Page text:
(Bloomberg) -- Professional investors overwhelmingly prefer to use actively managed funds to deal with environmental, social and governance risks, according to a report from Capital Group that suggests the recent surge in passive ESG strategies may be at odds with industry needs.
The $2.7 trillion asset manager, which has built a reputation as an active manager, said a survey of 1,130 investors, including pension funds, family offices and insurance companies, found that 63% think ESG risks are best handled when fund managers select a portfolio to manage opportunities and risks.
The results are striking as they coincide with a proliferation of passively managed ESG products, including exchange-traded funds and index-tracking offerings. In the U.S. more than half of publicly traded assets in equity funds are now in index-tracking strategies. Meanwhile some passive strategies, which charge lower fees than their active counterparts, have struggled to adapt to recent ESG shocks such as the selloff in tech stocks and the war in Ukraine.
Capital Group pointed to what it characterized as “inconsistent and inaccurate ESG scores” used to grade companies as a weakness in the industry that active managers are better equipped to handle. It’s a view that’s also been put forward by Goldman Sachs Asset Management, which warned of “ huge subjectivity” in ESG ratings that active managers are better off avoiding.“ESG adoption rates appear to be firmly embedded amongst professional investors globally, with a growing preference for active managers to make the critical investment decisions,” Jessica Ground, Capital Group’s global head of ESG, said Wednesday in a statement.This preference “underscores the complexity of assessing ESG issues and that reducing them to a single ESG score can’t capture nuanced company evaluations,” she said. “Investors are hence turning to active managers who can focus on deep proprietary research, robust monitoring systems and engagement to analyze companies.”Capital Group also found investors are less concerned about risks that banks and fund managers exaggerate or misrepresent their ESG credentials — also known as greenwashing. Only 48% of investors said they think greenwashing is widespread within the asset management industry, down from 57% last year. That said, a growing number of investors — 30% this year versus 22% in 2021 — say greenwashing is a barrier to greater ESG adoption.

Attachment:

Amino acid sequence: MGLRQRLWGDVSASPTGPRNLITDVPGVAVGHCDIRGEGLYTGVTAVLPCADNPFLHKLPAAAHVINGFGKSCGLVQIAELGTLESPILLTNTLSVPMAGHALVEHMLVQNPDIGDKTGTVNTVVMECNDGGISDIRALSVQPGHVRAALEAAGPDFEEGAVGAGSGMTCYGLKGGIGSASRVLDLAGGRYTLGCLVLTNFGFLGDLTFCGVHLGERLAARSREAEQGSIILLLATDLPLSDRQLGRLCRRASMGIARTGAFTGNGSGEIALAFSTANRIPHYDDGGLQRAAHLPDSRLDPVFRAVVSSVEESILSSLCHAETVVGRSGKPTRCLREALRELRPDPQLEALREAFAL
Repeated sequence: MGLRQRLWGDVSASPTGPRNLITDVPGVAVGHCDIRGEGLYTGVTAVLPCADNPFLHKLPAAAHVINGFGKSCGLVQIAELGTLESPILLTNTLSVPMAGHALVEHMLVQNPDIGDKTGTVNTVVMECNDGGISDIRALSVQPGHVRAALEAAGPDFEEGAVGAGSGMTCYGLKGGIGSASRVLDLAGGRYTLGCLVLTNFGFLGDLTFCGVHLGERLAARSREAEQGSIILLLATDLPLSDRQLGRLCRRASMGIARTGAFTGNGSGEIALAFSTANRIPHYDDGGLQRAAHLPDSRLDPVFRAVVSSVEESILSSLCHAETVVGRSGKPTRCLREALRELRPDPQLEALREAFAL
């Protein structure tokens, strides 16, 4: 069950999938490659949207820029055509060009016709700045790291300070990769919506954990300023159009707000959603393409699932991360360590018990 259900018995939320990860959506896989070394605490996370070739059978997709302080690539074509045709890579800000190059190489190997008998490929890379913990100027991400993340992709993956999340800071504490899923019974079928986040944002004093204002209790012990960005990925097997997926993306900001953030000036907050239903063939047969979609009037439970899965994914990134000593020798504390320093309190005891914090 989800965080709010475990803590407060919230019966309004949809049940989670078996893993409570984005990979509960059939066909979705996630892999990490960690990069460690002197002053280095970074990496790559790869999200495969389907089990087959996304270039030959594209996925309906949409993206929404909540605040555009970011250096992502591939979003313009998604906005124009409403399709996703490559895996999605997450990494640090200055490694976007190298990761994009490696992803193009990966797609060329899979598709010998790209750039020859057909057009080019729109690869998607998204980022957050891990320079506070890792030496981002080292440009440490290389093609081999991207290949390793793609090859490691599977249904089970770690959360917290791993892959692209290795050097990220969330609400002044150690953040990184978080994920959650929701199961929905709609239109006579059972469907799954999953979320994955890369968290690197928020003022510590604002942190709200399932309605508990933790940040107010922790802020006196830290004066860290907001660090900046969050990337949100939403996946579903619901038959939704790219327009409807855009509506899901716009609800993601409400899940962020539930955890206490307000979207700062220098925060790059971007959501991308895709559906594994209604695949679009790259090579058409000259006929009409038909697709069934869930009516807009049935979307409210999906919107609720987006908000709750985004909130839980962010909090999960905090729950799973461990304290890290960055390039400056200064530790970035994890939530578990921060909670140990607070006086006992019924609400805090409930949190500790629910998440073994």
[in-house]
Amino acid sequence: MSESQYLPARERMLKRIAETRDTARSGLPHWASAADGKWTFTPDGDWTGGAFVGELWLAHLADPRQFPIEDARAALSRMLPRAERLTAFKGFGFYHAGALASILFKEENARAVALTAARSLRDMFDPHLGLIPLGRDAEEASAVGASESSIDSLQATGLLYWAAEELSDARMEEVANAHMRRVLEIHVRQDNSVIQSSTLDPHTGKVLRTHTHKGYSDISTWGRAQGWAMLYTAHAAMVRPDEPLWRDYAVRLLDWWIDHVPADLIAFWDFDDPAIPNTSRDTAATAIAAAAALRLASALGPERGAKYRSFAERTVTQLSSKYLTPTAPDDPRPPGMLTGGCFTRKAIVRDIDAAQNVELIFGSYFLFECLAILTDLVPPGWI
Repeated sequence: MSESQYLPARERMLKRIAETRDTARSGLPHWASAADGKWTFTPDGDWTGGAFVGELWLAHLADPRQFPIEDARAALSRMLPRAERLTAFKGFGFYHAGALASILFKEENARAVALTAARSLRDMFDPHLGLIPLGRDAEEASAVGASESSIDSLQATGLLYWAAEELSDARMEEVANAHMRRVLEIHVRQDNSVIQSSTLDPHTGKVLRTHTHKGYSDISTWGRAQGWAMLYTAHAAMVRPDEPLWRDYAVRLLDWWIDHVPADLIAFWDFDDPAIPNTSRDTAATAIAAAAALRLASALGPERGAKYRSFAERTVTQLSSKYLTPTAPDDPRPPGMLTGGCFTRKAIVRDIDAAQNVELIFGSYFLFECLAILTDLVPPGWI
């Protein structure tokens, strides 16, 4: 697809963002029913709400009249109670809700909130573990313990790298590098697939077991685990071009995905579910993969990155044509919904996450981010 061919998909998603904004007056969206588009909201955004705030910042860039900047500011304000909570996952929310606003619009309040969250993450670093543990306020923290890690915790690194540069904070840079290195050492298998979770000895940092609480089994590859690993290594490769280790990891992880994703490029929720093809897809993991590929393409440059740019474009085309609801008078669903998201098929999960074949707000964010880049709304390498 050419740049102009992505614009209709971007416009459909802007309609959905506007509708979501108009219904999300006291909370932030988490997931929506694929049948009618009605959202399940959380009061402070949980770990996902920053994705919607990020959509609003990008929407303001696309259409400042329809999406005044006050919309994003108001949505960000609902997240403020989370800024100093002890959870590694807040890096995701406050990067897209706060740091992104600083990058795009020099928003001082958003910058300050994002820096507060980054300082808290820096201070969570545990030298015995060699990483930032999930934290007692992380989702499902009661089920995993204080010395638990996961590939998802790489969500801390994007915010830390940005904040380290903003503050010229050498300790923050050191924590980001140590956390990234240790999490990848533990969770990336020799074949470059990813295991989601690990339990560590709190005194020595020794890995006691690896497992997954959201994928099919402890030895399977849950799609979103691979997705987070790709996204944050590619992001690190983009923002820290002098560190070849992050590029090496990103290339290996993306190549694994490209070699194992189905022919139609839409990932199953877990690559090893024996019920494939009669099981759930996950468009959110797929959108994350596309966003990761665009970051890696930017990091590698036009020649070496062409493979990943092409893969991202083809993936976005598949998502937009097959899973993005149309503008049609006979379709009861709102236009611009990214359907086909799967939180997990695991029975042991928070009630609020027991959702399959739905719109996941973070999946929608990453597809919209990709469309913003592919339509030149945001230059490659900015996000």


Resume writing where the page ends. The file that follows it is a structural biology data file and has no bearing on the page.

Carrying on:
The Los Angeles-based fund manager said the war in Ukraine was “redrawing the ESG map.” While the economic and health toll of Covid-19 raised the profile of social issues, or the “S” in ESG, the war in Ukraine will likely see an “increased focus on political risk, compared to other ESG risks,” Capital Group said. A number of interviewees said the elevation of political risk will change ESG frameworks for investing in emerging-market sovereign debt.
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